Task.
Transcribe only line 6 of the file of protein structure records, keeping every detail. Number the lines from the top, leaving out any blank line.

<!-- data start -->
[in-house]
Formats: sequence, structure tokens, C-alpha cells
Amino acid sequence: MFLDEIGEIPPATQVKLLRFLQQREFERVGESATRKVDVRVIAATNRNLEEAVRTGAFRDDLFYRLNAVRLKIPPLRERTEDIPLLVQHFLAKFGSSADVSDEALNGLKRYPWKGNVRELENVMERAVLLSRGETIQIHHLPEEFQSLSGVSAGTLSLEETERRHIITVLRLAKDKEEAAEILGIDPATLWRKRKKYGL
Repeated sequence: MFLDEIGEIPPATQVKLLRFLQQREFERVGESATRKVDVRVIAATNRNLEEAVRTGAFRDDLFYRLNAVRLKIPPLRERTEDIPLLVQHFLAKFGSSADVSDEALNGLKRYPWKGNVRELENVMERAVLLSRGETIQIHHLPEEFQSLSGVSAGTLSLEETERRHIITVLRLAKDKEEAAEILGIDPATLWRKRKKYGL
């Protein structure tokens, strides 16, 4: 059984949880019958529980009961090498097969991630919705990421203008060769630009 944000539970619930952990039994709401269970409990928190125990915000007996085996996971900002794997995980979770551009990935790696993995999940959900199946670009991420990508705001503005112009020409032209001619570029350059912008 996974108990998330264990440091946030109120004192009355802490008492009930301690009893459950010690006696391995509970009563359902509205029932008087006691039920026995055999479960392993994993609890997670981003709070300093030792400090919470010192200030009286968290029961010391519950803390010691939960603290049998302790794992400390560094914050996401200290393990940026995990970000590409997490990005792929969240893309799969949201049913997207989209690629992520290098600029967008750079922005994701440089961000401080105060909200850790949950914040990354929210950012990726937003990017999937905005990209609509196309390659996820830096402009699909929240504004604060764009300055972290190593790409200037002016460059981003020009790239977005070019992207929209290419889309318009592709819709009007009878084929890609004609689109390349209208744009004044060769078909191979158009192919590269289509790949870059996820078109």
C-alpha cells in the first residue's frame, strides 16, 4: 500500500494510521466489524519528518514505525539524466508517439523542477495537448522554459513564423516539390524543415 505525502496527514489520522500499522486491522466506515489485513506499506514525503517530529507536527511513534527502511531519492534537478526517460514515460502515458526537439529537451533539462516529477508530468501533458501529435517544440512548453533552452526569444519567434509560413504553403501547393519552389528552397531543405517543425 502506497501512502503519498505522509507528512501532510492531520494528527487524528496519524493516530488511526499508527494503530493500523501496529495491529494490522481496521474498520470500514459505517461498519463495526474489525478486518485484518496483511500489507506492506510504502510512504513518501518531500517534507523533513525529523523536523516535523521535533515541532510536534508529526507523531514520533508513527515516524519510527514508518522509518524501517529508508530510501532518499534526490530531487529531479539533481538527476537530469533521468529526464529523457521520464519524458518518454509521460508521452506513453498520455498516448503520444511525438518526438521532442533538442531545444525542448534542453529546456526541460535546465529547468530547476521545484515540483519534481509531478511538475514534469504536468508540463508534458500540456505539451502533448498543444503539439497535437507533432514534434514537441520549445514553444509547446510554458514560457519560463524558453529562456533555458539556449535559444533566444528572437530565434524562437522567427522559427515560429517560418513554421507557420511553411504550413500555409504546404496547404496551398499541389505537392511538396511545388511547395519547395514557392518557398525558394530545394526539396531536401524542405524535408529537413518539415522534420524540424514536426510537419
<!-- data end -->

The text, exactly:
C-alpha cells in the first residue's frame, strides 16, 4: 500500500494510521466489524519528518514505525539524466508517439523542477495537448522554459513564423516539390524543415 505525502496527514489520522500499522486491522466506515489485513506499506514525503517530529507536527511513534527502511531519492534537478526517460514515460502515458526537439529537451533539462516529477508530468501533458501529435517544440512548453533552452526569444519567434509560413504553403501547393519552389528552397531543405517543425 502506497501512502503519498505522509507528512501532510492531520494528527487524528496519524493516530488511526499508527494503530493500523501496529495491529494490522481496521474498520470500514459505517461498519463495526474489525478486518485484518496483511500489507506492506510504502510512504513518501518531500517534507523533513525529523523536523516535523521535533515541532510536534508529526507523531514520533508513527515516524519510527514508518522509518524501517529508508530510501532518499534526490530531487529531479539533481538527476537530469533521468529526464529523457521520464519524458518518454509521460508521452506513453498520455498516448503520444511525438518526438521532442533538442531545444525542448534542453529546456526541460535546465529547468530547476521545484515540483519534481509531478511538475514534469504536468508540463508534458500540456505539451502533448498543444503539439497535437507533432514534434514537441520549445514553444509547446510554458514560457519560463524558453529562456533555458539556449535559444533566444528572437530565434524562437522567427522559427515560429517560418513554421507557420511553411504550413500555409504546404496547404496551398499541389505537392511538396511545388511547395519547395514557392518557398525558394530545394526539396531536401524542405524535408529537413518539415522534420524540424514536426510537419